Ritualising the dead: decorated marble cinerary memorials in the context of early Imperial culture and art
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Mowat, Fiona Anne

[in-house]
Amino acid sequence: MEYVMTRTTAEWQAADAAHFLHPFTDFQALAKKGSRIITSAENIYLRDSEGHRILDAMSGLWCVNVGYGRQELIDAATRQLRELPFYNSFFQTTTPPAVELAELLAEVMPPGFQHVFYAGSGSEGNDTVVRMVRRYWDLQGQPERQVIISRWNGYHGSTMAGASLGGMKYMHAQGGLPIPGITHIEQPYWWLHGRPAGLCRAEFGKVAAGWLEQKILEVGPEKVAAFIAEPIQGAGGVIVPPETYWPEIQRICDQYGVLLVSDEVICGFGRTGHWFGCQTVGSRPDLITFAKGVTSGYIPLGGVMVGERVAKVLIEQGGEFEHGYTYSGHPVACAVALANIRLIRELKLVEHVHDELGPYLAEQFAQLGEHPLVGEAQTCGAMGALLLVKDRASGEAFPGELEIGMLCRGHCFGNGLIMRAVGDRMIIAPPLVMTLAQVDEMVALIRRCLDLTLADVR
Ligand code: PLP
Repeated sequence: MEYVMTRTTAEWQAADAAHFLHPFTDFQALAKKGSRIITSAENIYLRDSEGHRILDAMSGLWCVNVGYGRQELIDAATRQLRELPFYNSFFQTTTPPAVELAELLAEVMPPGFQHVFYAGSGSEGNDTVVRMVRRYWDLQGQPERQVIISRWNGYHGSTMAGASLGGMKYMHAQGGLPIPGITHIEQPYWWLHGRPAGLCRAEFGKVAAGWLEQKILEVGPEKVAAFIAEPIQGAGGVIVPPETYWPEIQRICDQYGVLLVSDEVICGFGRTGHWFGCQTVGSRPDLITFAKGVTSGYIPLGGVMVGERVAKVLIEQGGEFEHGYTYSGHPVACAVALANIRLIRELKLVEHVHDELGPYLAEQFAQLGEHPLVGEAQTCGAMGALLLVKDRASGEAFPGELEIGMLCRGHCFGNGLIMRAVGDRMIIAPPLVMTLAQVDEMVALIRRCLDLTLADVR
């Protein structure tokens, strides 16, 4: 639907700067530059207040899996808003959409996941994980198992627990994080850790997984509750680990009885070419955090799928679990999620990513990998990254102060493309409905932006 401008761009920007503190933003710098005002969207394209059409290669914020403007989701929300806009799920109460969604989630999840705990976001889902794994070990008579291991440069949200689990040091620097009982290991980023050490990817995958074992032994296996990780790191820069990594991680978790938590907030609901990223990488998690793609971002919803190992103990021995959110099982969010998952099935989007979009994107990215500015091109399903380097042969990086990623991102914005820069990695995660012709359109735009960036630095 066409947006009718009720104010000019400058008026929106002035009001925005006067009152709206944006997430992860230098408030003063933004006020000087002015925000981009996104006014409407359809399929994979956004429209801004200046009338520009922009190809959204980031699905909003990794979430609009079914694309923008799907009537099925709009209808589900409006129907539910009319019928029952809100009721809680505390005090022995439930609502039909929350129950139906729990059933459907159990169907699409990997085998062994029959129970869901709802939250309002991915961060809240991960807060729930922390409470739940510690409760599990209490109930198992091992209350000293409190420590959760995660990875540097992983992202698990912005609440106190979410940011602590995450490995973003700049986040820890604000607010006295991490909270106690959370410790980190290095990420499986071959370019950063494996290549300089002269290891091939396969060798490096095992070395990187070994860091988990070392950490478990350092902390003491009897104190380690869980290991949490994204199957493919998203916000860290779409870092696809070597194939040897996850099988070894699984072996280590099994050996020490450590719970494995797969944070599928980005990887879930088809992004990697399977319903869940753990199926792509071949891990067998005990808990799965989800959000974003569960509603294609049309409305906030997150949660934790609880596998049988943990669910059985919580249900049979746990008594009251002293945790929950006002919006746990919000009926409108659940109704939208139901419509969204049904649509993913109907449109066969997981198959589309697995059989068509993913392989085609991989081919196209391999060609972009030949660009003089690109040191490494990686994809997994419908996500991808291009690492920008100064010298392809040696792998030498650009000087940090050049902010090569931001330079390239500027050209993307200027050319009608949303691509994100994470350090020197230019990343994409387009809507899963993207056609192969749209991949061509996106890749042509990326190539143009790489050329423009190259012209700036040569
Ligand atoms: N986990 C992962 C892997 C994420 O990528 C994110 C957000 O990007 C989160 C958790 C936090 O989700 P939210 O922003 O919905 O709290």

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This thesis explores the imagery of funerary ritual that expresses the commemoration of both the living and the dead in the art of the marble cinerary memorials of the early Empire. This group of objects includes decorated marble artefacts associated with cremation burial between the Augustan period and the reign of Antoninus Pius: ash chests (or cineraria); ash altars and grave altars (with or without ash cavities); as well as round urns and vase-shaped urns. The iconography chosen for cinerary memorials by individuals in the early Empire reflects those individuals’ concerns to remember families and friends and in turn to be remembered. This research approaches the analysis of funerary iconography holistically as embedded in its contemporary culture, as opposed to the focus on the art of various sub-cultures of Roman society, seen in recent scholarship. Items with adequate ancient provenance are used to create a sample dataset that represents individuals that belong to a middle to high income-group of society, individuals that are united through their ability to pay and commission these memorials, rather than by class. The epigraphic material, studied alongside the tomb analysis, indicates that this socio-economic group included people of different legal statuses: slaves, freed-people, non-elites and known-elites. Thus we are able to examine how artistic motifs, and also imperial iconography and culture, were received by a cross-section of society. The use of semiotics allows symbols to be analysed in conjunction with other methods such as examining narration and abstraction. This theoretical framework results in the extraction of meaning from seemingly generic motifs and connects this interpretation with contemporaneous cultural norms. Using these methods and the sample dataset, the memorial typology is examined as indicative of a focal point for funerary cult, through the connection between the object as a replacement altar for ritual, and as a house or shrine for the commemoration of the dead. The iconography associated with the memorials therefore relates to both the ritual context (garlands and other ritualistic motifs) and to the object as a small building (the architectonic façade and doors; garden and vegetative iconography). It also relates to the commemoration of the dead (portraiture and honorific iconography) and in particular to the idea of the spirit or manes of the deceased as being immortalised through the memorial (underworld and mythological iconography). All elements, then, point to the focus of the object in funerary ritual which enables the living to honour the spirit of the deceased and acts as a memento of family and friends, bringing together both the living and the dead in art and inscription.